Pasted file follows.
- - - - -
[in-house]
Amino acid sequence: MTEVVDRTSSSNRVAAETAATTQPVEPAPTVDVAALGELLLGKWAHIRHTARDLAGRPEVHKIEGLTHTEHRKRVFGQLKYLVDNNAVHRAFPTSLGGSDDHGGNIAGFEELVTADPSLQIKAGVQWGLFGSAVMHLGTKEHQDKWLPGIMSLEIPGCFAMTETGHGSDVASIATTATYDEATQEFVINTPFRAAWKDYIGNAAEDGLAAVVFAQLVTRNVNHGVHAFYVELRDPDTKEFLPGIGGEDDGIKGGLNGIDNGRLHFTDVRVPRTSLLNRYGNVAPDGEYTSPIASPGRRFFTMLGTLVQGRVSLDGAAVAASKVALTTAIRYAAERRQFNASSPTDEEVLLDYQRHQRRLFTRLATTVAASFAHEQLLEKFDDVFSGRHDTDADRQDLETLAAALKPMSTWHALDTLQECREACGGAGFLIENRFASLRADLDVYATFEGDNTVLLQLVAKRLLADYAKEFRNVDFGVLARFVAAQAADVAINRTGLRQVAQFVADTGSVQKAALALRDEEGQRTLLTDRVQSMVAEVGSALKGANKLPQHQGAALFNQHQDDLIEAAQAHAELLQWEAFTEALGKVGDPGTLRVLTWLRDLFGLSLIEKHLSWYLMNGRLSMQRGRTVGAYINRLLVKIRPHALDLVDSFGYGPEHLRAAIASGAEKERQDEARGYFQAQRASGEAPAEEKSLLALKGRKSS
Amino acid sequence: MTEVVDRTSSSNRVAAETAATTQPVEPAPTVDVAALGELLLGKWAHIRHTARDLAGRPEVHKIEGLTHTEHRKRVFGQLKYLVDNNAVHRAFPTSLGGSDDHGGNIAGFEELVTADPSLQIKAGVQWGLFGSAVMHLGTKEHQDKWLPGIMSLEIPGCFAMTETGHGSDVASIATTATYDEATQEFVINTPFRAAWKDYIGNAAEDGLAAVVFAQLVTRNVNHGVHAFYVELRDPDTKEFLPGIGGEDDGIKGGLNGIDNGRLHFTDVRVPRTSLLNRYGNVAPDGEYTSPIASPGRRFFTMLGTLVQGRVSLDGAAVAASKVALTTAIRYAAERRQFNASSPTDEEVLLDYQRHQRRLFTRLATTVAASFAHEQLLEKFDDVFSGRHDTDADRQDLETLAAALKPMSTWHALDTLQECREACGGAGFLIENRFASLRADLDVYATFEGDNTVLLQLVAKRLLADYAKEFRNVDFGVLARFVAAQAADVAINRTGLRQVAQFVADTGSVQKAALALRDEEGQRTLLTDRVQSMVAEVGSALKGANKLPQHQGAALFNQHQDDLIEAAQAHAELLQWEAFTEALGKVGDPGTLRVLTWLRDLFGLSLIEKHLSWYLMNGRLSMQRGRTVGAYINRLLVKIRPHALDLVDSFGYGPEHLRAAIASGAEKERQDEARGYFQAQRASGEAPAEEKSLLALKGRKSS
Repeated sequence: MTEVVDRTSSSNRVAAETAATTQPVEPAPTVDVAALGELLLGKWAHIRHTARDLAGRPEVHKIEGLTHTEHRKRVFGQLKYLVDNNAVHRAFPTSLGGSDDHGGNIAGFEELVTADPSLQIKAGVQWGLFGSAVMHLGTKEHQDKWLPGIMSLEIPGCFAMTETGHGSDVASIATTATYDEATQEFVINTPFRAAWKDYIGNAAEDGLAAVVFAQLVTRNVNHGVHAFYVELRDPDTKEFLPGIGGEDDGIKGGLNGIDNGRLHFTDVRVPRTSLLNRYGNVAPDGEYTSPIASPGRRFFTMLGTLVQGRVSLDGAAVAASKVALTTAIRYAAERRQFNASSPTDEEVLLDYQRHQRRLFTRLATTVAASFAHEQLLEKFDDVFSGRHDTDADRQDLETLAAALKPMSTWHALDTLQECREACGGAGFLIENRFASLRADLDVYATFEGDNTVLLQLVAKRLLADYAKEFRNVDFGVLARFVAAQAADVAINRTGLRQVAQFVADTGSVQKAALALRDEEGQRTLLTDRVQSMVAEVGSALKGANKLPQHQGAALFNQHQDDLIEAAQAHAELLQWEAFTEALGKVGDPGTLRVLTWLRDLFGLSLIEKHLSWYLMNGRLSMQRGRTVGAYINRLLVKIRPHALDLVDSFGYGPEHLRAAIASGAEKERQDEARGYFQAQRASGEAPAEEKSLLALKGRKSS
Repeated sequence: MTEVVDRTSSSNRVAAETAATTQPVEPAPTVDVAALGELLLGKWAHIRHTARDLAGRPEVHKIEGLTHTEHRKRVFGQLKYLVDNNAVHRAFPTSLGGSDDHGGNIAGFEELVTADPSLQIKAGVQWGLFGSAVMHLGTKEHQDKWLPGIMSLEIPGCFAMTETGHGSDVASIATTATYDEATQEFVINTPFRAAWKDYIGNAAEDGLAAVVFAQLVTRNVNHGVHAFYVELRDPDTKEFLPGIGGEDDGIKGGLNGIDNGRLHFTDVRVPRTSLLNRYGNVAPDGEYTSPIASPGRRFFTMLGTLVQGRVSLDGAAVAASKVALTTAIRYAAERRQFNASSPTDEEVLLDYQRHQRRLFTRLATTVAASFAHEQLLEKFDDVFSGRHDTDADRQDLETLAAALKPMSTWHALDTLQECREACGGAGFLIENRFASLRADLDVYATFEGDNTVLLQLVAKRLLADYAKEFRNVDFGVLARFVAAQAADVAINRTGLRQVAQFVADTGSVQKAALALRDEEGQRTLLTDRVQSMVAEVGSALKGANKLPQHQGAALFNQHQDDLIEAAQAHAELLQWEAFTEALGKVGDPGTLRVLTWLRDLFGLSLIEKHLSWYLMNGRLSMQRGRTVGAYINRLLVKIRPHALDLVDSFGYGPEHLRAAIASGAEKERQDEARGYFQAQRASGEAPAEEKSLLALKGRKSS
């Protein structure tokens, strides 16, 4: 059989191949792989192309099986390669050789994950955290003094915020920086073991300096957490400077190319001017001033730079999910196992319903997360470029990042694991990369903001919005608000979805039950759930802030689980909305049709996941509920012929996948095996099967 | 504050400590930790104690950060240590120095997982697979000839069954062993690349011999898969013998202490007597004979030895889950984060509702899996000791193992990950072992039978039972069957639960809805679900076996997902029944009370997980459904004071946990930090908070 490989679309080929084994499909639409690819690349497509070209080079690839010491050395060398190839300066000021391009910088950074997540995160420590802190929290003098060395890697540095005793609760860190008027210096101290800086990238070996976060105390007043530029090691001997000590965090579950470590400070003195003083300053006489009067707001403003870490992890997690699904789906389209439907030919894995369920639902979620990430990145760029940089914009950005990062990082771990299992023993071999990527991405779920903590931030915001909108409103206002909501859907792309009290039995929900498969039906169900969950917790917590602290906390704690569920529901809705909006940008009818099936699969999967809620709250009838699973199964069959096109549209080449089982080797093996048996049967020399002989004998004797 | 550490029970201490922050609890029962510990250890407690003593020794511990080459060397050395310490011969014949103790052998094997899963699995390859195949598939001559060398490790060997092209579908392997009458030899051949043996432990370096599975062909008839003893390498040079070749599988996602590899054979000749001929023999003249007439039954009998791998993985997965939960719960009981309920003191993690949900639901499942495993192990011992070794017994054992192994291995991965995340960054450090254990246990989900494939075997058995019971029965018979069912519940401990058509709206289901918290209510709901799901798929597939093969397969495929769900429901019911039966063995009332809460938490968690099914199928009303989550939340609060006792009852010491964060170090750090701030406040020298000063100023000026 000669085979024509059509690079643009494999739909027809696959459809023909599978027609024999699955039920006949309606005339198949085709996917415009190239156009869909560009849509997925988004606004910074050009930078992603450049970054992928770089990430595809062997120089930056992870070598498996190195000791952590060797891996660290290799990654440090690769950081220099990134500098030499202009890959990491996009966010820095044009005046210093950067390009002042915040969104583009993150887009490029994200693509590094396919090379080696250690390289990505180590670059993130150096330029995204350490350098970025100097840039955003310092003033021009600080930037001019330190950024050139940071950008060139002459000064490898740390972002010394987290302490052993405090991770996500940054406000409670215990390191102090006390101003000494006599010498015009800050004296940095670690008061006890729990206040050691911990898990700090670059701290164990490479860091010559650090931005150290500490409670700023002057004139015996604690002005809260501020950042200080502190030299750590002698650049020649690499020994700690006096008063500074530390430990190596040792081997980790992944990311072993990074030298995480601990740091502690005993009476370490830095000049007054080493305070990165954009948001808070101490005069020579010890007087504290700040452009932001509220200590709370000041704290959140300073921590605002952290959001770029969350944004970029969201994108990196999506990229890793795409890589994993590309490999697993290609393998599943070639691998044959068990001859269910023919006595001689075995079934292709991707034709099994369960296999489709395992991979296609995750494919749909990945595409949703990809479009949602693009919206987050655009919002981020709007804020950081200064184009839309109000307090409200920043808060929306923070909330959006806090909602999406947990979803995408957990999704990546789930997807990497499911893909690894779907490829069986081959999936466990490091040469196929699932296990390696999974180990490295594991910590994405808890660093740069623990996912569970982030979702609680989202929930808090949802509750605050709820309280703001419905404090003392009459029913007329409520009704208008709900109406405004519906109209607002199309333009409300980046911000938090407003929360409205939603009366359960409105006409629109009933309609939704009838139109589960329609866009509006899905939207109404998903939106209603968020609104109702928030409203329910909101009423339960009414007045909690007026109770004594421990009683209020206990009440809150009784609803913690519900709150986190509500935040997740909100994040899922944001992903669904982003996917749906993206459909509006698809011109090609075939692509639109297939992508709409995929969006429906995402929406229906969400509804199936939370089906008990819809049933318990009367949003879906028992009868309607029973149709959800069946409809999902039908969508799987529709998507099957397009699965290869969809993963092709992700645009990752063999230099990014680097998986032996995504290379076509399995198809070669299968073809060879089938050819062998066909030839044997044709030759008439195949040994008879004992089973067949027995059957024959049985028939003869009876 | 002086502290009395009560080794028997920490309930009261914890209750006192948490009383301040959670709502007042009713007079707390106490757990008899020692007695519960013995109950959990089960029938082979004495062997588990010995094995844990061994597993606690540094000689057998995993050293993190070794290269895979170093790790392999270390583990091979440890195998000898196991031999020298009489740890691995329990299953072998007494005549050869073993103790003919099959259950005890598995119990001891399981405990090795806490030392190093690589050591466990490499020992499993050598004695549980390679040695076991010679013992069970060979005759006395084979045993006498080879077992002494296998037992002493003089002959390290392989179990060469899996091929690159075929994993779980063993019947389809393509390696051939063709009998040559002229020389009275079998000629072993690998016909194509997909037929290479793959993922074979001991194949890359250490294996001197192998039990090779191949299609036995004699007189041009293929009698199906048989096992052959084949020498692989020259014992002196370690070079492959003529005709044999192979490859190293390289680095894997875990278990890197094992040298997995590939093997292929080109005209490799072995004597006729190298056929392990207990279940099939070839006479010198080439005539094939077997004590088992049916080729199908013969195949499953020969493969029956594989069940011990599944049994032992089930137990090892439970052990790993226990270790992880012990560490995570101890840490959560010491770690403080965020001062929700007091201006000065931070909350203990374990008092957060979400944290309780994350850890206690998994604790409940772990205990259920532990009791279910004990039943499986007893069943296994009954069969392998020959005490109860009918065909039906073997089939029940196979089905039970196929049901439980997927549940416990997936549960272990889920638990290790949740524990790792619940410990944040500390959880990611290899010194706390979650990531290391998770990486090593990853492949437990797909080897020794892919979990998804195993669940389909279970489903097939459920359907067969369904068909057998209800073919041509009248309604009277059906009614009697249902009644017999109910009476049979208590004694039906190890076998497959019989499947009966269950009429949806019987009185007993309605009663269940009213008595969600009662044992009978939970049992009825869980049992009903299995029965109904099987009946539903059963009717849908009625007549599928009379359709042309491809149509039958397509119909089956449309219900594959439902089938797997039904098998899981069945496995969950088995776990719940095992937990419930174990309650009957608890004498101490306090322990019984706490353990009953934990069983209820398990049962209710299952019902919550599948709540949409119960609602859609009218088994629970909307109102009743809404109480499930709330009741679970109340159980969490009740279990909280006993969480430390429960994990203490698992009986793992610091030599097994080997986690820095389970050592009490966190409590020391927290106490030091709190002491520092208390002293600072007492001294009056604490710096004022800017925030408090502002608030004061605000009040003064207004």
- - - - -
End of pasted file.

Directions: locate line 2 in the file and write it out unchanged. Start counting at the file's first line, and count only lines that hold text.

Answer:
Amino acid sequence: MTEVVDRTSSSNRVAAETAATTQPVEPAPTVDVAALGELLLGKWAHIRHTARDLAGRPEVHKIEGLTHTEHRKRVFGQLKYLVDNNAVHRAFPTSLGGSDDHGGNIAGFEELVTADPSLQIKAGVQWGLFGSAVMHLGTKEHQDKWLPGIMSLEIPGCFAMTETGHGSDVASIATTATYDEATQEFVINTPFRAAWKDYIGNAAEDGLAAVVFAQLVTRNVNHGVHAFYVELRDPDTKEFLPGIGGEDDGIKGGLNGIDNGRLHFTDVRVPRTSLLNRYGNVAPDGEYTSPIASPGRRFFTMLGTLVQGRVSLDGAAVAASKVALTTAIRYAAERRQFNASSPTDEEVLLDYQRHQRRLFTRLATTVAASFAHEQLLEKFDDVFSGRHDTDADRQDLETLAAALKPMSTWHALDTLQECREACGGAGFLIENRFASLRADLDVYATFEGDNTVLLQLVAKRLLADYAKEFRNVDFGVLARFVAAQAADVAINRTGLRQVAQFVADTGSVQKAALALRDEEGQRTLLTDRVQSMVAEVGSALKGANKLPQHQGAALFNQHQDDLIEAAQAHAELLQWEAFTEALGKVGDPGTLRVLTWLRDLFGLSLIEKHLSWYLMNGRLSMQRGRTVGAYINRLLVKIRPHALDLVDSFGYGPEHLRAAIASGAEKERQDEARGYFQAQRASGEAPAEEKSLLALKGRKSS